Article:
Fashion for me is art—it is a form of expression vis-à-vis making something beautiful, an artwork, a masterpiece. Fashion is my mode of expression for showing who I am, my vision, my desires and my life allegory. I have a commitment to remain true to my playful and quirky style in spite of being part of an industry known for its fickleness.


 
8.) Who are your favourite designers in the fashion industry (local and/or international) and what makes them special?

I am fascinated about many fashion designers, mostly women designers and avant-garde designers. Few among my favourites are Coco Chanel, Kenley Collins (Project Runway), Vivienne Westwood, Alexander McQueen, Viktor and Rolf and Hussein Chalayan. I love these designers in their different aspects of prominence and style. But my top favourite designer is Betsey Johnson!

Betsey Johnson is my patron saint! I simply love her! She has set her stone in the fashion industry but still maintained her aesthetics all through-out the years. What I love about her the most is that she was able to mesh altogether her whimsical style with a high fashion market. What she has accomplished is an inspiration for me: she didn’t have to change her vision to cater to the popular market; the popular market loved her and respects her for what she offers.

Locally, I feel very blessed to have been mentored by few of the top designers in the industry. Joey Samson, taught me to trust my vision. Sir Jojie Lloren is very close to my heart – being a BS Clothing Technology from UP and being my mentor in Project Runway Philippines.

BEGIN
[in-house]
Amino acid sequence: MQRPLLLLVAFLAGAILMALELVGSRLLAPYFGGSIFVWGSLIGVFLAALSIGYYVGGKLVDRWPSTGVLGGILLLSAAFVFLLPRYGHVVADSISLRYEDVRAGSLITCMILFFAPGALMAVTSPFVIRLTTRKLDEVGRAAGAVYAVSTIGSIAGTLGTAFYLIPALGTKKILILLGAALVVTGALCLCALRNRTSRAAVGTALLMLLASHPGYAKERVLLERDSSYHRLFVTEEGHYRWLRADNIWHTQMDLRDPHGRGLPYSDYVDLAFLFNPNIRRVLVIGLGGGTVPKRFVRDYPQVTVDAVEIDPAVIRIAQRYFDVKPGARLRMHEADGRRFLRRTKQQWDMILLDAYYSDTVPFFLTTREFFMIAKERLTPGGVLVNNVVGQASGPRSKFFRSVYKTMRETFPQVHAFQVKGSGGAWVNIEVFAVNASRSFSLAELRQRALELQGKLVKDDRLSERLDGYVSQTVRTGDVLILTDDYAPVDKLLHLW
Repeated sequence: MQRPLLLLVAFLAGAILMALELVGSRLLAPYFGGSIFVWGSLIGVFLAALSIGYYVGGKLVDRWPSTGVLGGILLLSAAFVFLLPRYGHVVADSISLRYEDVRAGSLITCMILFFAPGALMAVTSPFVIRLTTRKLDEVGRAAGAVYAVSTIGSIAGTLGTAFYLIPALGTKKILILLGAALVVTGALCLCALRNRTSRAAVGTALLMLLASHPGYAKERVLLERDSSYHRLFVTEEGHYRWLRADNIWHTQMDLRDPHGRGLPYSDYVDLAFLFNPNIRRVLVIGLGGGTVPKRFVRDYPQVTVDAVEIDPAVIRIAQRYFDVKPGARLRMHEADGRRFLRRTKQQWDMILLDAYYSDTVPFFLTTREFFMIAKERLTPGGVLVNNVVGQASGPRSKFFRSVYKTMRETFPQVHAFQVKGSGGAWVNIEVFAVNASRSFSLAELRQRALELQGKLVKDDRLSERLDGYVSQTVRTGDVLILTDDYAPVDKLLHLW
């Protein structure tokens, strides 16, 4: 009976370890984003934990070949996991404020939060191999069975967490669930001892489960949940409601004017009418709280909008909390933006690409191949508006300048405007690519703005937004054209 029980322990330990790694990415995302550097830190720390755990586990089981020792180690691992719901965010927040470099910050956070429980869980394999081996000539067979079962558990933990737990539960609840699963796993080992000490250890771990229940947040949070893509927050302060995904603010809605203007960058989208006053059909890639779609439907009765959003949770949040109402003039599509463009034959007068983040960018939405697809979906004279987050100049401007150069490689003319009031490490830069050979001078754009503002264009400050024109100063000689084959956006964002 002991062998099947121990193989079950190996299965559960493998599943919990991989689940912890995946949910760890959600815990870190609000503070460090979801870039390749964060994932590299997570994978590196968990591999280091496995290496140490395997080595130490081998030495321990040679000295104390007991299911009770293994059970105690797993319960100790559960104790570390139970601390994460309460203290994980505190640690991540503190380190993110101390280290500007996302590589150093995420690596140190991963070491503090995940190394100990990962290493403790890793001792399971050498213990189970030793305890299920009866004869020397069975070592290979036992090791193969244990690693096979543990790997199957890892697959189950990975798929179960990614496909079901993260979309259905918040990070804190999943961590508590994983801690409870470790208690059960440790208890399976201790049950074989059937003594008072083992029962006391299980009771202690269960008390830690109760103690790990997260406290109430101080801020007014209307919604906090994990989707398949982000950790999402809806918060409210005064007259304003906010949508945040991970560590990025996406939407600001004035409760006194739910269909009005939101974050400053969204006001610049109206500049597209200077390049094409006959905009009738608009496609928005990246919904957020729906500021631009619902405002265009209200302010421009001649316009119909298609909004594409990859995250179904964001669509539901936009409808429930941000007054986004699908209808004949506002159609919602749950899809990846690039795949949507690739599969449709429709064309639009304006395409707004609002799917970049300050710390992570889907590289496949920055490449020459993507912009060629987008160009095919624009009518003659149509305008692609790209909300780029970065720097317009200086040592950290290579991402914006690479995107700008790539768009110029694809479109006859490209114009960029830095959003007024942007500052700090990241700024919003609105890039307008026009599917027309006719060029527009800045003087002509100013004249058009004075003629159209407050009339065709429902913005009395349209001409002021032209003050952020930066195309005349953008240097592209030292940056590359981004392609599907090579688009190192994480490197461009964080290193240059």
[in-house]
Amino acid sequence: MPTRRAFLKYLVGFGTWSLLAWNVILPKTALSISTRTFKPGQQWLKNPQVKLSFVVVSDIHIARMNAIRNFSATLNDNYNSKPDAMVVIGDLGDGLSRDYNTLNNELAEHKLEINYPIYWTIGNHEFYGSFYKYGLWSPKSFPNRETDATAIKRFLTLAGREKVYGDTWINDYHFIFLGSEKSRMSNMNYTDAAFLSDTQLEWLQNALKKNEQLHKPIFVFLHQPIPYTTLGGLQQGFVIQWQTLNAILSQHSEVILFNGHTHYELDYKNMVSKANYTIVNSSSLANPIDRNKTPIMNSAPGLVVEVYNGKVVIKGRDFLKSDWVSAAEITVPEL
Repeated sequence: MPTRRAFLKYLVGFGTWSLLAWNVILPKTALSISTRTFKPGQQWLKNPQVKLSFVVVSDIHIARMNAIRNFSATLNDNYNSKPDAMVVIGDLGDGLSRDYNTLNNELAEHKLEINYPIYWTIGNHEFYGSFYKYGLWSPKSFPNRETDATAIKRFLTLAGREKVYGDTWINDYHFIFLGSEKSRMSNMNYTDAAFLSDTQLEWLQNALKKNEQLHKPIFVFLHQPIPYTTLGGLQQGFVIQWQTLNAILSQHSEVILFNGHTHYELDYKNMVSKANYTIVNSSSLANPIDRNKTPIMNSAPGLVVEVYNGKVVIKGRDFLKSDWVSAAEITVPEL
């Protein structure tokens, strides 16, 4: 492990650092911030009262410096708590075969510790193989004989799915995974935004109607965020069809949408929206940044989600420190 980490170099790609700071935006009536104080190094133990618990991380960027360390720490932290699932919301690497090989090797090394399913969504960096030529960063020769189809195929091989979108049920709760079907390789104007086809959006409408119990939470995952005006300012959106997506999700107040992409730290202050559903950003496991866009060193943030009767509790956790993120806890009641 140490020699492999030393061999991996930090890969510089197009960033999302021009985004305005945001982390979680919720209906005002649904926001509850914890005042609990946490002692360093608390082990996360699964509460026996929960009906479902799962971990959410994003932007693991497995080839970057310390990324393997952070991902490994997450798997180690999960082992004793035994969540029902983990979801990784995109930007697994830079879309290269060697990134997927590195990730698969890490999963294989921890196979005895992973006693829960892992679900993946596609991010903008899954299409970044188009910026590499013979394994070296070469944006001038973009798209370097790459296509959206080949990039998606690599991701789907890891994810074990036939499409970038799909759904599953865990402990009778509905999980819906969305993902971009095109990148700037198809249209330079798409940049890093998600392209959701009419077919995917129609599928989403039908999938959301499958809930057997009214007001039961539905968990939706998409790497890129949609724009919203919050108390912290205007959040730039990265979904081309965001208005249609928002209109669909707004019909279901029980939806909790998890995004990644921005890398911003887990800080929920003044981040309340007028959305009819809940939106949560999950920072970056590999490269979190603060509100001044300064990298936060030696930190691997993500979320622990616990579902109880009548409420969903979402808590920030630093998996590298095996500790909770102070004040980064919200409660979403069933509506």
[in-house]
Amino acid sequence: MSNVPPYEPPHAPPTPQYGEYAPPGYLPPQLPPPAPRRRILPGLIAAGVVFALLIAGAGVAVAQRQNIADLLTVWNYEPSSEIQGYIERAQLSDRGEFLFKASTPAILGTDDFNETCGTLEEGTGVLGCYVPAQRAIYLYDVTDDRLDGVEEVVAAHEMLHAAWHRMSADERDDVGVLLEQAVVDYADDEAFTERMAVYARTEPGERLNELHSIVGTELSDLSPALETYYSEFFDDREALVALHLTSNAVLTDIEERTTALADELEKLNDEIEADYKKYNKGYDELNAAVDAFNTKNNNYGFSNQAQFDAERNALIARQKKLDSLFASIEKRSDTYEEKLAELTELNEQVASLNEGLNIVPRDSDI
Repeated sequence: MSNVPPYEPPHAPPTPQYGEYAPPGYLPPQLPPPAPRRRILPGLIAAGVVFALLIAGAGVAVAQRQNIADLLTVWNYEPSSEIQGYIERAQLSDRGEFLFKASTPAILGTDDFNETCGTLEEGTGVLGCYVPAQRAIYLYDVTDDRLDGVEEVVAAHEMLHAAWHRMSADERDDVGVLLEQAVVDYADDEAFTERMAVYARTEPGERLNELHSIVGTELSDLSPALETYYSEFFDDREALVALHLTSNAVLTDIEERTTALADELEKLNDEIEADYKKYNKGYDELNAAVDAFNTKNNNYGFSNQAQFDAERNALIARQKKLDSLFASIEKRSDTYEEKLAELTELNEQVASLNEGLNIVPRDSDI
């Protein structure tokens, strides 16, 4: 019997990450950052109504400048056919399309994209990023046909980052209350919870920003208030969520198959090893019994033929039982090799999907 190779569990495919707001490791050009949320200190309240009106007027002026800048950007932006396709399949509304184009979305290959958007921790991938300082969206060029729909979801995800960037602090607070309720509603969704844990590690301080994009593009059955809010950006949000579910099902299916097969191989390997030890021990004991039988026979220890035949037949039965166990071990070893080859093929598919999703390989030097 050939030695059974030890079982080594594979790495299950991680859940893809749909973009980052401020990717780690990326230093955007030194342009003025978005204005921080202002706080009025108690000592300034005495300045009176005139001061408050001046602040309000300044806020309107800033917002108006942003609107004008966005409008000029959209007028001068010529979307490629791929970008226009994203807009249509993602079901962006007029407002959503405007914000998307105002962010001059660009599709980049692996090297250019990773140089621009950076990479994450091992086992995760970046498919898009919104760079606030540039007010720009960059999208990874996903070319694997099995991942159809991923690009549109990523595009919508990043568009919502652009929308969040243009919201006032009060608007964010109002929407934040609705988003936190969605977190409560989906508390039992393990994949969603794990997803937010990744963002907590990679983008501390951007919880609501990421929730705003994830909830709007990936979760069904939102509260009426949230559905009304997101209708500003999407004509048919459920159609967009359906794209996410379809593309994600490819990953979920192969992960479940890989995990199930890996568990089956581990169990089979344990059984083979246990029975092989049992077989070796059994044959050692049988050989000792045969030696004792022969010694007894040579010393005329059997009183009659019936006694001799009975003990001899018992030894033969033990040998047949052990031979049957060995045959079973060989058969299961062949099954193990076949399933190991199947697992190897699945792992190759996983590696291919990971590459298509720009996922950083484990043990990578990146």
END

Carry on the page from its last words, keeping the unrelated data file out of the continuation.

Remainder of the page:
9.) Are there any new or upcoming projects you are working on that you can share with us?

I am thinking about trying out to join the Philippine Fashion Week, but I’m still a bit dreadful to take the plunge. I just started last year to concentrate as a full-time designer, for the past previous years, I beefed up my experience with my styling and office jobs to hone me in the different aspects of the fashion industry. I was also thinking of making pieces inspired with my Japan experience. I got a good review back then with my ability to match colours and prints. I want to do that for my coming collection if I push through. But we’ll see… Wish me luck!

10.) What do you have to say to the next generation, particularly for those hoping to follow in your footsteps?

 It’s a cut-throat industry, but what I can advice to the next generation is to keep their values even at rockiest roads ahead. It’s what hones you as a person and as an artist. Many people from the industry are superficial and snotty, that what makes the industry as it is. But don’t lose yourself along the ride. I always believe not to aim high, but to aim strong More often than not, the shiniest star burns the fastest. Rather than popularity, aim for longevity. The industry will always look for the next big thing but staying is the real challenge. I believe that’s what a professional sets from a hobbyist.

To see more of Tracy’s designs and the most current collection, checkout these sites: http://www.march30store.com/http://tracydizon.carbonmade.com/, http://tracydizon.tumblr.com/ and http://punkskaprincess.multiply.com/. You can also e-mail her at tsureishi@yahoo.com.

Photos courtesy of Tracy Dizon, StyleBible and ETC